Prozac, Ritalin, Cognitive Enhancement, and the power of a snappy title

Let it be known that Sci, like many a young, bright-eyed little scientist, tries to keep up on her reading. TRIES is the operative word, but every week Sci gets the Tables of Contents for all the major journals in her field (and all the major ones in her subdisciple) emailed straight to her for her perusal. She scans the title lists, searching for things that are cool in her field, cool to blog, or that might indicate a scoopage of her work (hey, it happens).
And it was in one of these perusals that I came across this article. And this article is on a subject that needs to be blogged. But this article also says a lot about the “selling” of a scientific paper to a high-ranking journal. Biological Psychiatry, the journal in which this paper was published, has a pretty decent impact factor (8.67), and in Sci’s field, is considered to be a pretty hot publication venue.
But before I go into that, let’s take a look at this paper: Steiner et al. “Fluoxetine potentiates methylphenidate-induced gene regulation in addiction-related brain regions: Concerns for use of cognitive enhancers?” Biological Psychiatry, 2010.
cognitive enhancer1.jpg
Sci would like to start by noting that doing an image search for “cognitive enhancer” yields some surprisingly boring results. I was really hoping for something like this:
cognitive enhance2.jpg
Oh well.

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Friday Weird Science: Coke Bees.

Sci was going to try and stick with the sex this week, but this paper reminded her SO much of this article in the New Yorker, which then reminded her SO much of that awesome YouTube video, and the next thing you knew Sci had to blog bees on crack. It’s how I roll.
But first, let’s get in the mood:

(Nice web, crack spider)
And from the New Yorker:

There’s that fat kid again. I’m going to sting this whole family! “Aah!” They’re running! I’m buzzing, I’m buzzing, I’m buzzing, this is incredible. I’m in the car! I’m in the car. I’m in the car! Everyone’s screaming and flailing and . . .

And let’s go. Barron et al, 2009. “Effects of cocaine on honey bee dance behaviour” Journal of Experimental Biology, 2009.
(The authors are Australian. I wonder very much if they deliberately put “behavior” in the title so they could spell it like that and get us Americans all ornery. 🙂 )

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Immunization for Addiction: the Cocaine Vaccine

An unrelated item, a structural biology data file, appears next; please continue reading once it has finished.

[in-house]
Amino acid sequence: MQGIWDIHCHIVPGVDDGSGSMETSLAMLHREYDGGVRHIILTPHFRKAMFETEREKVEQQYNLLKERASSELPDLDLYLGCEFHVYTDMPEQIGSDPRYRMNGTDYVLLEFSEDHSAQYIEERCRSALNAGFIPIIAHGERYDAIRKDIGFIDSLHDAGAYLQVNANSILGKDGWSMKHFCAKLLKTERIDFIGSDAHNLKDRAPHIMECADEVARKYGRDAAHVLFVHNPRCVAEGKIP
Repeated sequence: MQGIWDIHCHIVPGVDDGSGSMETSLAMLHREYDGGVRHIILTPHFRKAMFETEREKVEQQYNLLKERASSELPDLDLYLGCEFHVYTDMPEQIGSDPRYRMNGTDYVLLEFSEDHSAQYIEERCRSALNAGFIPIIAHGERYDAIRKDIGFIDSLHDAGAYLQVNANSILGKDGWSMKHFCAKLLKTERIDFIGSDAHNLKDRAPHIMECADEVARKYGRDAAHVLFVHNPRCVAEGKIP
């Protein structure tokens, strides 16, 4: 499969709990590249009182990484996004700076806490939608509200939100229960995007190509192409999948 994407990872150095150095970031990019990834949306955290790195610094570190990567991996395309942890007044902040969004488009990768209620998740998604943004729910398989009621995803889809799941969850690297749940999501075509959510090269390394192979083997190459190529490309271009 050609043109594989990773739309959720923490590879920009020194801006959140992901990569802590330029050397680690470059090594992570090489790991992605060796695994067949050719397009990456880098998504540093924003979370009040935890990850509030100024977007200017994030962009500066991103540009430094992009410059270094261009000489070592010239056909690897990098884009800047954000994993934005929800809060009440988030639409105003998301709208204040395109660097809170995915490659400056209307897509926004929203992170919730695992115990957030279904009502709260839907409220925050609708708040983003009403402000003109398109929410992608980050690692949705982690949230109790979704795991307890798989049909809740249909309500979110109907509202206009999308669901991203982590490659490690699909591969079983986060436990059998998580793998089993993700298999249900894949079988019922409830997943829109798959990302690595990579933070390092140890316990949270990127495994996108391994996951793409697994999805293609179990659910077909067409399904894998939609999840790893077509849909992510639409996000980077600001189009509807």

Every so often this cocaine vaccine issue rears its head again. I saw it again just the other day. The problem is, of course, the tendency of the media (ain’t it always the media) to say something like “OMG THIS IS TEH CURE FOR EVERYTHING!” in response to one small study. And who knows, the cocaine vaccine may indeed be the cure for everything, but Sci needs to see some big trials before she gets her hopes up. As it is, the studies I have seen provide some interesting clues, but also provide some important warnings.
So, first question first: how the heck do you make a cocaine vaccine? Haney et al. “Cocaine-specific antibodies blunt the subjective effects of smoked cocaine in humans” Biological Psychiatry, 2009.

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The Goal-Directed Nature of Relapse

One of the biggest problems with drug addiction is that it is a disorder that is characterized by relapse. You just CAN’T QUIT. It’d be one thing if you got hooked, got sober, there were some initial bad reactions, and then you were ok. But drug addiction isn’t like that. Drug addicts relapse, even when they are completely and totally sure they never want to do the drug again, when they know the drug isn’t worth it. They relapse anyway. And this is one of the biggest problems with trying to treat drug addicts. Scientists have been working for years to determine what triggers relapse to drug taking behavior, what connections in the brain are involved, and how permanent they are. Answers so far: a lot of triggers, lots of connections, and pretty long-lasting.
So when Sci saw this paper in PLoS ONE, she got excited: Root et al. “Evidence for Habitual and Goal-Directed Behavior Following Devaluation of Cocaine: A Multifaceted Interpretation of Relapse” PLoS ONE, 2009.

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